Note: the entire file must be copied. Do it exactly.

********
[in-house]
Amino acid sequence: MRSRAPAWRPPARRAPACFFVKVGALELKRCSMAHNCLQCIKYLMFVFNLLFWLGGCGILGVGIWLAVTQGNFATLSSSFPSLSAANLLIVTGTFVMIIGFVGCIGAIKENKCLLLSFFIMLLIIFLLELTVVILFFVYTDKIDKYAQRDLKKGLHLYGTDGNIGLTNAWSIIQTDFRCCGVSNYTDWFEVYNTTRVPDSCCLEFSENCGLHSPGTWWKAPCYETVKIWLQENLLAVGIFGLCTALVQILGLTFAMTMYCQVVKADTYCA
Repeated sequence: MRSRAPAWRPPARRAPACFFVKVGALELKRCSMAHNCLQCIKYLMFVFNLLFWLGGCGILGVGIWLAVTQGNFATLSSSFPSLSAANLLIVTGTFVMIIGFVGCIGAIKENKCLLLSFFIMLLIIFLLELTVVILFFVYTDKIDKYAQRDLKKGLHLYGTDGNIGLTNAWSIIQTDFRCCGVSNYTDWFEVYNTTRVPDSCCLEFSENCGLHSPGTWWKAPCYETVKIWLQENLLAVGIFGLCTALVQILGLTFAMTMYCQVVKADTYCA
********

[in-house]
Amino acid sequence: MRSRAPAWRPPARRAPACFFVKVGALELKRCSMAHNCLQCIKYLMFVFNLLFWLGGCGILGVGIWLAVTQGNFATLSSSFPSLSAANLLIVTGTFVMIIGFVGCIGAIKENKCLLLSFFIMLLIIFLLELTVVILFFVYTDKIDKYAQRDLKKGLHLYGTDGNIGLTNAWSIIQTDFRCCGVSNYTDWFEVYNTTRVPDSCCLEFSENCGLHSPGTWWKAPCYETVKIWLQENLLAVGIFGLCTALVQILGLTFAMTMYCQVVKADTYCA
Repeated sequence: MRSRAPAWRPPARRAPACFFVKVGALELKRCSMAHNCLQCIKYLMFVFNLLFWLGGCGILGVGIWLAVTQGNFATLSSSFPSLSAANLLIVTGTFVMIIGFVGCIGAIKENKCLLLSFFIMLLIIFLLELTVVILFFVYTDKIDKYAQRDLKKGLHLYGTDGNIGLTNAWSIIQTDFRCCGVSNYTDWFEVYNTTRVPDSCCLEFSENCGLHSPGTWWKAPCYETVKIWLQENLLAVGIFGLCTALVQILGLTFAMTMYCQVVKADTYCA